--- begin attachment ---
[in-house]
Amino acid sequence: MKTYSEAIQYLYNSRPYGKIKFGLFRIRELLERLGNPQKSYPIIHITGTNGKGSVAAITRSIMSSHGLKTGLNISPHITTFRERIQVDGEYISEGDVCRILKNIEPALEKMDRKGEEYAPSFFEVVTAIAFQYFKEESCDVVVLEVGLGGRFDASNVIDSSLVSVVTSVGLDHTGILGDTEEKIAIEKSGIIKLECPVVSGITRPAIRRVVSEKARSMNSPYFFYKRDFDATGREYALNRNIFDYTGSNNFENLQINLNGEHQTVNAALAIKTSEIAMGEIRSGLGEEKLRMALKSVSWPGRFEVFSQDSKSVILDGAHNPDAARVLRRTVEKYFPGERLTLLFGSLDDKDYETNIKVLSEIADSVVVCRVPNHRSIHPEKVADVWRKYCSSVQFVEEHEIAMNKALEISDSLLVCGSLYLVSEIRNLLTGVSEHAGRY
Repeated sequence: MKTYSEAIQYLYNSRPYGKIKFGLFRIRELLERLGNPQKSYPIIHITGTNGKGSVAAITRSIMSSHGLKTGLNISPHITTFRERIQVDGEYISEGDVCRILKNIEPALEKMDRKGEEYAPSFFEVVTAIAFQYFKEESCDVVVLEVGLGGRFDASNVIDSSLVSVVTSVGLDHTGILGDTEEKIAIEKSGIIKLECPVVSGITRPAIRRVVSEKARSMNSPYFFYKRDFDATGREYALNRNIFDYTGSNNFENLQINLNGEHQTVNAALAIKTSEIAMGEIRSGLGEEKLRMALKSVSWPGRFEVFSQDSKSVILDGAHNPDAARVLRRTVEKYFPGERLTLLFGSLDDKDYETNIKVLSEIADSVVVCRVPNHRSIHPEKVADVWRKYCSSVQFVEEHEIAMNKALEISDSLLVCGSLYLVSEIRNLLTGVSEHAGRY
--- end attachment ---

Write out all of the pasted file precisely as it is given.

[in-house]
Amino acid sequence: MKTYSEAIQYLYNSRPYGKIKFGLFRIRELLERLGNPQKSYPIIHITGTNGKGSVAAITRSIMSSHGLKTGLNISPHITTFRERIQVDGEYISEGDVCRILKNIEPALEKMDRKGEEYAPSFFEVVTAIAFQYFKEESCDVVVLEVGLGGRFDASNVIDSSLVSVVTSVGLDHTGILGDTEEKIAIEKSGIIKLECPVVSGITRPAIRRVVSEKARSMNSPYFFYKRDFDATGREYALNRNIFDYTGSNNFENLQINLNGEHQTVNAALAIKTSEIAMGEIRSGLGEEKLRMALKSVSWPGRFEVFSQDSKSVILDGAHNPDAARVLRRTVEKYFPGERLTLLFGSLDDKDYETNIKVLSEIADSVVVCRVPNHRSIHPEKVADVWRKYCSSVQFVEEHEIAMNKALEISDSLLVCGSLYLVSEIRNLLTGVSEHAGRY
Repeated sequence: MKTYSEAIQYLYNSRPYGKIKFGLFRIRELLERLGNPQKSYPIIHITGTNGKGSVAAITRSIMSSHGLKTGLNISPHITTFRERIQVDGEYISEGDVCRILKNIEPALEKMDRKGEEYAPSFFEVVTAIAFQYFKEESCDVVVLEVGLGGRFDASNVIDSSLVSVVTSVGLDHTGILGDTEEKIAIEKSGIIKLECPVVSGITRPAIRRVVSEKARSMNSPYFFYKRDFDATGREYALNRNIFDYTGSNNFENLQINLNGEHQTVNAALAIKTSEIAMGEIRSGLGEEKLRMALKSVSWPGRFEVFSQDSKSVILDGAHNPDAARVLRRTVEKYFPGERLTLLFGSLDDKDYETNIKVLSEIADSVVVCRVPNHRSIHPEKVADVWRKYCSSVQFVEEHEIAMNKALEISDSLLVCGSLYLVSEIRNLLTGVSEHAGRY